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New commissioner Rob Manfred: MLB could consider eliminating defensive shifts

Christopher Hanewinckel-USA TODAY Sports

Rob Manfred's tenure as commissioner of Major League Baseball isn't even 24 hours old and he's already proposing radical changes to the sport.

Manfred, who replaced Bud Selig on Sunday as baseball's new commissioner, says he's considering eliminating defensive shifts in an effort to inject more offense into baseball.

"Things like eliminating shifts, I would be open to those sorts of ideas," Manfred told ESPN in an exclusive interview. "We have really smart people working in the game and they're going to figure out ways to get a competitive advantage. I think it's incumbent upon us in the commissioner's office to look at the advantages produced and say, 'Is this what we want to happen in the game?'"

Related: Bud Selig changed the game

Though offense has been in steady decline across the league, Manfred's proposal to ban such forward-thinking strategy is sure to be met with resistance. Teams have long employed some iteration of the shift, but it wasn't until recently that the strategy began catching mainstream acceptance.

The Tampa Bay Rays are considered among the more aggressive teams at using the unorthodox realignment, sometimes out-shifting their opponent by a 2:1 ratio. The sabermetric-inspired shift relies on balls in play data to isolate a hitter's weaknesses and force them to adjust out of their comfort zone.

For instance, teams frequently stack the right side of the infield against David Ortiz to counter the Boston Red Sox slugger's pull-heavy approach.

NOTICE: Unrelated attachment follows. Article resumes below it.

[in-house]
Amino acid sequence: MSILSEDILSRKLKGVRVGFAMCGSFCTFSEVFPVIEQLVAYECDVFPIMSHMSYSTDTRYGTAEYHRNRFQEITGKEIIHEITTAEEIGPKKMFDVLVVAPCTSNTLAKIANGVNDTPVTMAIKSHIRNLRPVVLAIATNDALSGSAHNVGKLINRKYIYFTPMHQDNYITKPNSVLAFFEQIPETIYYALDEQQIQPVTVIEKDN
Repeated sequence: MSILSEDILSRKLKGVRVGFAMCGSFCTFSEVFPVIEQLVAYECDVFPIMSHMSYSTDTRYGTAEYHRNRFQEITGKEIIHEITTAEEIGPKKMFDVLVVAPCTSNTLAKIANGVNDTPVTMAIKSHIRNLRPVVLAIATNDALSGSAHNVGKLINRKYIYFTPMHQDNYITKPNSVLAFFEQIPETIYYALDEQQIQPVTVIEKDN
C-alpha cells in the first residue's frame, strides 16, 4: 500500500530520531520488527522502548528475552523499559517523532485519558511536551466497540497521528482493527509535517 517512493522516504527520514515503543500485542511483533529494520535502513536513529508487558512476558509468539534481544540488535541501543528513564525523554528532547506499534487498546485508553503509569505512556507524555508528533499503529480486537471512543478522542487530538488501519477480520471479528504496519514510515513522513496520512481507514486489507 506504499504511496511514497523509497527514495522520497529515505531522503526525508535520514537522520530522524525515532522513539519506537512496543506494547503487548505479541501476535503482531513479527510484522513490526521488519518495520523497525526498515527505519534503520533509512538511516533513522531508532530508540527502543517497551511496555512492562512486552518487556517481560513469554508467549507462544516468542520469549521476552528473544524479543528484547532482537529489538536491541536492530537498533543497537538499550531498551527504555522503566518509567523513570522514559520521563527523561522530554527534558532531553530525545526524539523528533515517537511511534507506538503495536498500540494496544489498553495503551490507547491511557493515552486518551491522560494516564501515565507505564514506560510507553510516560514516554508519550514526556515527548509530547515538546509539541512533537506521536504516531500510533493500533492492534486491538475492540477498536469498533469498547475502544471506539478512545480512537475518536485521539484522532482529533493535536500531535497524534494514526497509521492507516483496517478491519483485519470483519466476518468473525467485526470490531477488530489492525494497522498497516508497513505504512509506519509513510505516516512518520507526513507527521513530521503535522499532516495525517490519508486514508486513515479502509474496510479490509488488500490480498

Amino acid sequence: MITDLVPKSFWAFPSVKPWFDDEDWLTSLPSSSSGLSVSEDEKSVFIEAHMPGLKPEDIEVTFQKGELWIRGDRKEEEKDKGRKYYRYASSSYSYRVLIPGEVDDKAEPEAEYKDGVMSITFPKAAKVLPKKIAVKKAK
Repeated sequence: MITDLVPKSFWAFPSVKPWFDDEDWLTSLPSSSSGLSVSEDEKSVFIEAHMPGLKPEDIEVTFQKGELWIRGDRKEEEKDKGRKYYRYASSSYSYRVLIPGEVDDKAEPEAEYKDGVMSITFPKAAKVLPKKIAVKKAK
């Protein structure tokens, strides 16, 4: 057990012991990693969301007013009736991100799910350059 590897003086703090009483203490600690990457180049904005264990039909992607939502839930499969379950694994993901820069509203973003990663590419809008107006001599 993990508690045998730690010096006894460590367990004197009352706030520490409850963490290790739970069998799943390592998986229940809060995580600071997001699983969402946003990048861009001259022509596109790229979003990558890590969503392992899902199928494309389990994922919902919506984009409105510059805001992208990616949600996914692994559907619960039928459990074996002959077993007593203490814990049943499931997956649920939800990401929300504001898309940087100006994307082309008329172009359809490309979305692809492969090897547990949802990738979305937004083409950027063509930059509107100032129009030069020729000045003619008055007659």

Proponents of the shift argue defensive realignment isn't to blame for the downward trend in offense over the last two decades. Eno Sarris of FanGraphs points out that while the use of shifts has increased in recent years, league average rates of balls in play have remained virtually unchanged.

Strikeout rates, meanwhile, are at an all-time high and hitters are walking more infrequently than ever before.

Jeff Passan of Yahoo Sports, however, offers credence to Manfred's proposed notion after polling a pair of saber-friendly executives.

Another hot-button topic Manfred discussed was pace of play. Manfred said he supports the idea of a pitch clock and suggests it's only a matter of time before the game is on a time limit.

"The fact that we had the guts to do it in the Fall League ... even the most traditional baseball people went to games and said, 'You know what? These games do feel different, and they feel better,'" Manfred said.

Manfred said his other priorities include growing the sport from a grassroots level, embracing technology without inferring with tradition, and fostering a greater bond between the players and league executives.

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